1. Forum
  2. >
  3. Topic: Finnish
  4. >
  5. "– Excuse me, where are the q…

"– Excuse me, where are the quarks? – They are over there."

Translation:– Anteeksi, missä rahkat ovat? – Ne ovat tuolla.

July 18, 2020

30 Comments


[deactivated user]

    In English wouldn't we just ask where is the quark? Not where are the quarks (of course unless one is asking a theoretical physicist)


    https://www.duolingo.com/profile/LailaMonah

    I like your humour, and, yes. we would ask where we could find the quark.


    https://www.duolingo.com/profile/daKanga

    Please check out : https://forum.duolingo.com/comment/40499502?comment_id=48742131

    Which has a definition for what quark is, in relation to this sentence.


    https://www.duolingo.com/profile/Richard701771

    "Missä ovat rahkat" should also be accepted. The word order in Finnish is more lax


    https://www.duolingo.com/profile/keithdavis19

    Thats right ..you are spot on in my view


    https://www.duolingo.com/profile/illexsquid

    Finnish generally doesn't invert questions. I'm not a native speaker, but I've gathered from comments elsewhere that the word order you suggest would imply a question of existence, rather than location, and therefore would not use "the": "Where are quarks (in general)?"


    https://www.duolingo.com/profile/vtopphol

    What would the Finnish word for the elementary particles called quarks be?


    https://www.duolingo.com/profile/BVirtanen

    Kvarkki, as already said. The flavours are ylös, alas, outo, lumo, huippu and pohja in order of increasing mass.


    https://www.duolingo.com/profile/illexsquid

    Ha! We already learned outo "strange" as vocabulary in this course, and ylös in the phrase nousta ylös "to get up".


    https://www.duolingo.com/profile/DrFerno

    And pohja surely means up (pohjoinen)


    https://www.duolingo.com/profile/BVirtanen

    Pohja = bottom. Originally the word also meant the backmost part of anything. In ancient times shelters were constructed to face south, thus north is in the back/bottom.


    https://www.duolingo.com/profile/Ella939416

    do not make a gay joke do not


    https://www.duolingo.com/profile/Linda406150

    Wondering where it was previously said. I’m missing something


    https://www.duolingo.com/profile/BVirtanen

    Just below you by KristianKumpula.


    https://www.duolingo.com/profile/simon486678

    To all: this discussion stream illustrates why duolinguo is such fun to use. Thanks to all for the interesting and informative chat. Hypernym was also a new one on me! Thanks @kristiank


    https://www.duolingo.com/profile/BVirtanen

    "Missä kvarkit ovat" should be accepted. It is grammatically valid.


    https://www.duolingo.com/profile/BVirtanen

    Here is an example case: Matti makes a poster about different elementary particles. He shows it to a friend who says "Anteeksi, missä kvarkit ovat? Tässähän ovat vain bosonit ja leptonit." Matti answers "Ne ovat tuolla", and points at some part of the poster.


    https://www.duolingo.com/profile/HulluNiilo

    In AMERICAN English, a "quark" is an atomic particle.

    Google Translate says "rahkat"= curds.

    and "quarks" (English) = (Finnish) kvarkit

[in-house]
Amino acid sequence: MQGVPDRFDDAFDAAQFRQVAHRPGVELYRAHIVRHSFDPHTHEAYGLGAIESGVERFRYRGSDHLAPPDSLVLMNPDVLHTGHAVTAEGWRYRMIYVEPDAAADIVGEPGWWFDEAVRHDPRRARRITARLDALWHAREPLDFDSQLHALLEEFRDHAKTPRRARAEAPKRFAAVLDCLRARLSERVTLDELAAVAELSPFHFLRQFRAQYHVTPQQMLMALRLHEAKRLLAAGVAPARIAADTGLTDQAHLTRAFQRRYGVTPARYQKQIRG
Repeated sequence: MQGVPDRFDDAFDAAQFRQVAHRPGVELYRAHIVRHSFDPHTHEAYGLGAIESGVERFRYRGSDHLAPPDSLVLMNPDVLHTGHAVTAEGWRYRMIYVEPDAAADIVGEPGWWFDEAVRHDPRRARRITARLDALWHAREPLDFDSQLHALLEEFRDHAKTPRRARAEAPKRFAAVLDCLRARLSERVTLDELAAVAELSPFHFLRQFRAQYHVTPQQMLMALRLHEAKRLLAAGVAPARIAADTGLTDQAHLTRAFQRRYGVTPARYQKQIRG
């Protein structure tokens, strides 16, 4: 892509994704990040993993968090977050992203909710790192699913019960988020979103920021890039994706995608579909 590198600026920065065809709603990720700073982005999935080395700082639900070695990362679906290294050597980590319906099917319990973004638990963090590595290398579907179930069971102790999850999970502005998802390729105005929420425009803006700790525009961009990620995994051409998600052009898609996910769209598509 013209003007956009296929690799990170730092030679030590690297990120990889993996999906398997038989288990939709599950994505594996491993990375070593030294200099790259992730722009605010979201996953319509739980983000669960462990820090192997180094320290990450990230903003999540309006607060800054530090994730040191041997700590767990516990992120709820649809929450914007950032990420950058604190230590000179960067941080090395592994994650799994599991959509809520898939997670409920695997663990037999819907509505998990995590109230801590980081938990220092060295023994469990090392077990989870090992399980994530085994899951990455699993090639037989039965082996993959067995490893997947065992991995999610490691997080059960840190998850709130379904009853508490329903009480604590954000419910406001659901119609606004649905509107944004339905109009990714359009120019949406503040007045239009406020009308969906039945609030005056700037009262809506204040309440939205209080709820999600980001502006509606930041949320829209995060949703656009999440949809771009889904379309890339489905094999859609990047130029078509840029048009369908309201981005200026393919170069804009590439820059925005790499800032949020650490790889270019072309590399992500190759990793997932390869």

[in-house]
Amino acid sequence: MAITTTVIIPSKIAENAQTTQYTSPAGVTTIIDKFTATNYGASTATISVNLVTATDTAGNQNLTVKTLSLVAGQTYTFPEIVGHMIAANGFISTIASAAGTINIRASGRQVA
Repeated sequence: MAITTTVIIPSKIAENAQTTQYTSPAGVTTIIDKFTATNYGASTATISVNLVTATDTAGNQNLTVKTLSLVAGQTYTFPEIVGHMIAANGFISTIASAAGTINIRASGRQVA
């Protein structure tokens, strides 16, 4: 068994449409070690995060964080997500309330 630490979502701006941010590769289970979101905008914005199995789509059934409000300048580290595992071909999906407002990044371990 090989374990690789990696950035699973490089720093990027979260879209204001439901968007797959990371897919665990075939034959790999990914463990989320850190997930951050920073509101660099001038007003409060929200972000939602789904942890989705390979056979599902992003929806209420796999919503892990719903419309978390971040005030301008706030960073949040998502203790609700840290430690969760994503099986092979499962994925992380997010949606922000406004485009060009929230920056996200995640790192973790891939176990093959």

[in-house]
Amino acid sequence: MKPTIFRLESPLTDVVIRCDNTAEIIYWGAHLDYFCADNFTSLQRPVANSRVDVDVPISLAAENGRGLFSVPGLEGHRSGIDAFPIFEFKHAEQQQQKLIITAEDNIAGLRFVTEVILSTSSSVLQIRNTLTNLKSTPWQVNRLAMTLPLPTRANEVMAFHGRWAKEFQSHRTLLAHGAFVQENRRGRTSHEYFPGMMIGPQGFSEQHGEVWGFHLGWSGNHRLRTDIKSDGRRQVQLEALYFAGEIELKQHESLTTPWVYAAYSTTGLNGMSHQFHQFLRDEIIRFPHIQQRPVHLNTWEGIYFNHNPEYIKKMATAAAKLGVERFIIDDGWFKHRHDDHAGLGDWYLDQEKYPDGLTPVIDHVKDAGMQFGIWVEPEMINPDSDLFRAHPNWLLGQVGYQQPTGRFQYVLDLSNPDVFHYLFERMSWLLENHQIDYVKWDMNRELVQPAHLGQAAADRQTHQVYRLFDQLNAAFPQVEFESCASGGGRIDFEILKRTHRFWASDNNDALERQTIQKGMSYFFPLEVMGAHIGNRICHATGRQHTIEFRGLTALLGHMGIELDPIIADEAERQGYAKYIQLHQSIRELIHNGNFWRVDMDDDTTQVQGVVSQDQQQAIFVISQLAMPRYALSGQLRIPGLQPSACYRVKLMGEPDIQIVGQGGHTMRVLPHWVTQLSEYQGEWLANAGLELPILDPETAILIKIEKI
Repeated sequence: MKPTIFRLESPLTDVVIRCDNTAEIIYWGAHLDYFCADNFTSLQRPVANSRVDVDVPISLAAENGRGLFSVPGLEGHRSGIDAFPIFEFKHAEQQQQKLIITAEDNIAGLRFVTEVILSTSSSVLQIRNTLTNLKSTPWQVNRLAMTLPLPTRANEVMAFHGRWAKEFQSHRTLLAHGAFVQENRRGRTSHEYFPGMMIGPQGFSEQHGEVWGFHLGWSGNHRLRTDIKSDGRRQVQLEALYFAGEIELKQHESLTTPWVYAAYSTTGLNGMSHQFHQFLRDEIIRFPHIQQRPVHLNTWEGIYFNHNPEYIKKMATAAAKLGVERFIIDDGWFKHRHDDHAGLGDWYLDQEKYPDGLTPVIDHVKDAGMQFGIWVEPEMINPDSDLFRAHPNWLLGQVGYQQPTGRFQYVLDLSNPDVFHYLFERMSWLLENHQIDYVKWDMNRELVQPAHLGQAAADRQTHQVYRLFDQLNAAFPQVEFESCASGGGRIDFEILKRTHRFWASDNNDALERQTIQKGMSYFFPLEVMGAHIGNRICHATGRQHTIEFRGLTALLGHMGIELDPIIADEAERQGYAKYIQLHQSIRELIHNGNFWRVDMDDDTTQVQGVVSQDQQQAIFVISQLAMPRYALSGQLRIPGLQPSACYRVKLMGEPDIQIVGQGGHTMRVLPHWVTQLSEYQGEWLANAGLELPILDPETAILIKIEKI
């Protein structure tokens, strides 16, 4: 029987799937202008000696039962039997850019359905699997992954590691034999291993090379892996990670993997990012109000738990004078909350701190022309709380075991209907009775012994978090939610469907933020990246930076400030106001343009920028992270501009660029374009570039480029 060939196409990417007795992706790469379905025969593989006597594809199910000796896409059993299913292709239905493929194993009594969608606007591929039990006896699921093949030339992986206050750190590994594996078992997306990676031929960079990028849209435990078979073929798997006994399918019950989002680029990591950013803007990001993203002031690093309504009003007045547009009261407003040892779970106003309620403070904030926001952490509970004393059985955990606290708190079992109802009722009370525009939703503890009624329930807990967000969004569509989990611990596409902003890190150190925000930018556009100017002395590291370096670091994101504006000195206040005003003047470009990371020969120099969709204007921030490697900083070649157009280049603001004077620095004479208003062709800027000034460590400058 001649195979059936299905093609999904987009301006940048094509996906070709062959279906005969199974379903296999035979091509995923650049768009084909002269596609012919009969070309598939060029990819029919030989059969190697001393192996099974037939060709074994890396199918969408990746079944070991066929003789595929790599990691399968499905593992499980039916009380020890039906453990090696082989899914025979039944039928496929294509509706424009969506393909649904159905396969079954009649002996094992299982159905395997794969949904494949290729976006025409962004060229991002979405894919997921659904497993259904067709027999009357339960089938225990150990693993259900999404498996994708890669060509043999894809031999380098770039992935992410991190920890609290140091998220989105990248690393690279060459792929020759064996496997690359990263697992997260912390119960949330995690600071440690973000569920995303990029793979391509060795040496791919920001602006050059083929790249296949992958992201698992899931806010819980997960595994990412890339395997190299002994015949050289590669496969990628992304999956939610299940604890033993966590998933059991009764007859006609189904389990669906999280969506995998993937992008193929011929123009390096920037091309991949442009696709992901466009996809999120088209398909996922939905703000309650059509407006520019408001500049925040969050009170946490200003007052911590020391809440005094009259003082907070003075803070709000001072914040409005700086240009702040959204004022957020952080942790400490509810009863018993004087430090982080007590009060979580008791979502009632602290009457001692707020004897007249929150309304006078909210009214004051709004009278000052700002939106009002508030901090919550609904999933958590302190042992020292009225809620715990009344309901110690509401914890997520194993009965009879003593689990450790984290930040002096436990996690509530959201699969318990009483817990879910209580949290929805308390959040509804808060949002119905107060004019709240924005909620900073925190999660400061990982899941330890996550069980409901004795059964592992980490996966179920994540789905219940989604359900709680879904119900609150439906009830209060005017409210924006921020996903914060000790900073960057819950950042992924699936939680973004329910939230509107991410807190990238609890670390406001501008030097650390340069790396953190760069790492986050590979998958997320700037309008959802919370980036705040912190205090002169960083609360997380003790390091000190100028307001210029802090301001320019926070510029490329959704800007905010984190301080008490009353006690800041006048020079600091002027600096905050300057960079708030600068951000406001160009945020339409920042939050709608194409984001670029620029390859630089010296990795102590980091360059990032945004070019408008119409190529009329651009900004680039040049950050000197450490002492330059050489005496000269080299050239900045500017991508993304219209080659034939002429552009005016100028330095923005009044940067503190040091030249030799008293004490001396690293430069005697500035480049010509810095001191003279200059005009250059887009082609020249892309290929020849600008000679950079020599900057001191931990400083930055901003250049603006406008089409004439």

https://www.duolingo.com/profile/Martha94435

    Quark as in cheese is a mass noun and has no plural.


    https://www.duolingo.com/profile/ChelseaKau

    What's the difference between rahka and kvarkki?


    https://www.duolingo.com/profile/lkthrj
    • 1410

    Food-wise, they are the same thing. Kvarkki sounds like an older form, possibly still in use in some dialects. Rahka is more common, and it's the official word used in packaging, adverts and such.


    https://www.duolingo.com/profile/KristianKumpula

    While "kvarkki" can be the same as "rahka" in some dialects, it's primarily known as an elementary subatomic particle that forms matter.


    https://www.duolingo.com/profile/illexsquid

    The German word for the dairy product is far older. I had always assumed that the name was used because of the habit of putting small particles of fruit into it, hence the name implying a small constituent particle. However, the physicist who coined it (Murry Gell-Mann) just named it randomly for a line in a notorious Irish novel (Finnegan's Wake).


    https://www.duolingo.com/profile/KristianKumpula

    Sure, I'm just referring to the usage of the Finnish word. Personally the first time I encountered the word "kvarkki" was in a physics classroom, not in a grocery aisle. Didn't know it could also refer to a type of food until years later.


    https://www.duolingo.com/profile/TangoDeltaDelta

    Subatomic particles are the only quarks I know. What are quarks in this context??


    https://www.duolingo.com/profile/KristianKumpula

    There is no context so it could be subatomic particles. Here's an example quoted from VVirtanen: Matti makes a poster about different elementary particles. He shows it to a friend who says "Anteeksi, missä kvarkit ovat? Tässähän ovat vain bosonit ja leptonit." Matti answers "Ne ovat tuolla", and points at some part of the poster.

    It could also be about a type of food that seems rare outside Nordic, Germanic, Baltic and Slavic countries and the UK.


    https://www.duolingo.com/profile/Ella939416

    After some extensive googling, I've determined that I do in fact know what quark is, we have it here in Spain and call it "cuajada" or "requesón" (they are in fact two different things but I don't know which is most similar to quark). They are very good.


    https://www.duolingo.com/profile/TangoDeltaDelta

    VERY very few people would konow of or call any type of cheese or yogurt "quark" in my opinion. Why do you not just use the much more common and widely known yogurt?

    Learn Finnish in just 5 minutes a day. For free.